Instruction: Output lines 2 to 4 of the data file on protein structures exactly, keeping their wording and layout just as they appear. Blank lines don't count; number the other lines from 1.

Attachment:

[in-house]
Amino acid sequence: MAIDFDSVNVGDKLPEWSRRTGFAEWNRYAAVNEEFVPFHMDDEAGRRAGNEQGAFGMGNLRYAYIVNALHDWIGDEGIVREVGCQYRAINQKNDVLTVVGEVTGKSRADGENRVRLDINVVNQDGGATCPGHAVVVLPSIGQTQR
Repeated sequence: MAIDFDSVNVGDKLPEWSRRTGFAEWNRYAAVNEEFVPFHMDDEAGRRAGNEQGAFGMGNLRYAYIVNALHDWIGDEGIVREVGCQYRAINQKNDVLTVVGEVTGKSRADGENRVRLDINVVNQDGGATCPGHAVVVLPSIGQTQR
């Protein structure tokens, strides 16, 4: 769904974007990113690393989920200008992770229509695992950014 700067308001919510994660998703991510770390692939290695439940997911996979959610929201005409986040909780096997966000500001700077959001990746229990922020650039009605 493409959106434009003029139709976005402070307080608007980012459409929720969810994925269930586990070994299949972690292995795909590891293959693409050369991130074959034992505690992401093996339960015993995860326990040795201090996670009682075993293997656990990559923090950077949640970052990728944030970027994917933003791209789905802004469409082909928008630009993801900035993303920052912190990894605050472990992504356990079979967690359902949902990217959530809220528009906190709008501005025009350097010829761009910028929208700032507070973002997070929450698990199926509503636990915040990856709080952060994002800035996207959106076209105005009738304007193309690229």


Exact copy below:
Amino acid sequence: MAIDFDSVNVGDKLPEWSRRTGFAEWNRYAAVNEEFVPFHMDDEAGRRAGNEQGAFGMGNLRYAYIVNALHDWIGDEGIVREVGCQYRAINQKNDVLTVVGEVTGKSRADGENRVRLDINVVNQDGGATCPGHAVVVLPSIGQTQR
Repeated sequence: MAIDFDSVNVGDKLPEWSRRTGFAEWNRYAAVNEEFVPFHMDDEAGRRAGNEQGAFGMGNLRYAYIVNALHDWIGDEGIVREVGCQYRAINQKNDVLTVVGEVTGKSRADGENRVRLDINVVNQDGGATCPGHAVVVLPSIGQTQR
């Protein structure tokens, strides 16, 4: 769904974007990113690393989920200008992770229509695992950014 700067308001919510994660998703991510770390692939290695439940997911996979959610929201005409986040909780096997966000500001700077959001990746229990922020650039009605 493409959106434009003029139709976005402070307080608007980012459409929720969810994925269930586990070994299949972690292995795909590891293959693409050369991130074959034992505690992401093996339960015993995860326990040795201090996670009682075993293997656990990559923090950077949640970052990728944030970027994917933003791209789905802004469409082909928008630009993801900035993303920052912190990894605050472990992504356990079979967690359902949902990217959530809220528009906190709008501005025009350097010829761009910028929208700032507070973002997070929450698990199926509503636990915040990856709080952060994002800035996207959106076209105005009738304007193309690229």